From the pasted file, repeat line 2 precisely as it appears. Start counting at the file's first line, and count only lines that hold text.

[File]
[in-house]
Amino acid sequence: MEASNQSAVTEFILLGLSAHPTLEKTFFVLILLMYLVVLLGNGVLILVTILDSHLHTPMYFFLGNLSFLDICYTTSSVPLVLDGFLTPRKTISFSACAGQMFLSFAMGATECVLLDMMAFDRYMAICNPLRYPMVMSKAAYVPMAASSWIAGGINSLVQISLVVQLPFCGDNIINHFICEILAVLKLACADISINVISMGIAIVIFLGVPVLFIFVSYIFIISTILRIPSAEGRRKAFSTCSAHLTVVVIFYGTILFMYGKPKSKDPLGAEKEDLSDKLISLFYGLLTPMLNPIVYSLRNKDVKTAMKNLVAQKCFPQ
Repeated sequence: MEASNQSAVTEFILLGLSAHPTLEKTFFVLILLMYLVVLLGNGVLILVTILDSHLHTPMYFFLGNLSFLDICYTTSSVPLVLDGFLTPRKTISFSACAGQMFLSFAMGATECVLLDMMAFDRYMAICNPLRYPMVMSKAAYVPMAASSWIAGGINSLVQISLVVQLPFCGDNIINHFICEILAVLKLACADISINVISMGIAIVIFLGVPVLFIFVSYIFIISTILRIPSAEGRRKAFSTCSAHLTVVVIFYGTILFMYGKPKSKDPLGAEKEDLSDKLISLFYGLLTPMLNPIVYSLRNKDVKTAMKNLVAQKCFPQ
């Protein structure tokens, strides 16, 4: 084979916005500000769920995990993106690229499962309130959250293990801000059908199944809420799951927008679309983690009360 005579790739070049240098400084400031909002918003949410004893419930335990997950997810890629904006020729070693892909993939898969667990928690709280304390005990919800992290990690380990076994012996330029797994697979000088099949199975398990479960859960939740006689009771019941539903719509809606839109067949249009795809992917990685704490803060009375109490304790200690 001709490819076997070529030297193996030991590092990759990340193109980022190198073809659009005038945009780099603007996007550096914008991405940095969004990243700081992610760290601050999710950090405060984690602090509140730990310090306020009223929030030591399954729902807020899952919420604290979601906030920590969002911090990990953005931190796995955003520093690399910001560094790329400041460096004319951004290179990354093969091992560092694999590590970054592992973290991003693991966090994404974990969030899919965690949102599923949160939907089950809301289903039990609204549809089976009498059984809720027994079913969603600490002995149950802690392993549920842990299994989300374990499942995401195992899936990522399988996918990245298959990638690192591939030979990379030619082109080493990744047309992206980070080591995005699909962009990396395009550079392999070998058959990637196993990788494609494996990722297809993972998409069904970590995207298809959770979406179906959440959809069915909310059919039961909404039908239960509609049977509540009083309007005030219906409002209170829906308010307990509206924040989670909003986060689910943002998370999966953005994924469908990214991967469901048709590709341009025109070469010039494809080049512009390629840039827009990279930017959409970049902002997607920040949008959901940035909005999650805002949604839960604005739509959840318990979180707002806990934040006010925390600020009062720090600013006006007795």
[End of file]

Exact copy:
Amino acid sequence: MEASNQSAVTEFILLGLSAHPTLEKTFFVLILLMYLVVLLGNGVLILVTILDSHLHTPMYFFLGNLSFLDICYTTSSVPLVLDGFLTPRKTISFSACAGQMFLSFAMGATECVLLDMMAFDRYMAICNPLRYPMVMSKAAYVPMAASSWIAGGINSLVQISLVVQLPFCGDNIINHFICEILAVLKLACADISINVISMGIAIVIFLGVPVLFIFVSYIFIISTILRIPSAEGRRKAFSTCSAHLTVVVIFYGTILFMYGKPKSKDPLGAEKEDLSDKLISLFYGLLTPMLNPIVYSLRNKDVKTAMKNLVAQKCFPQ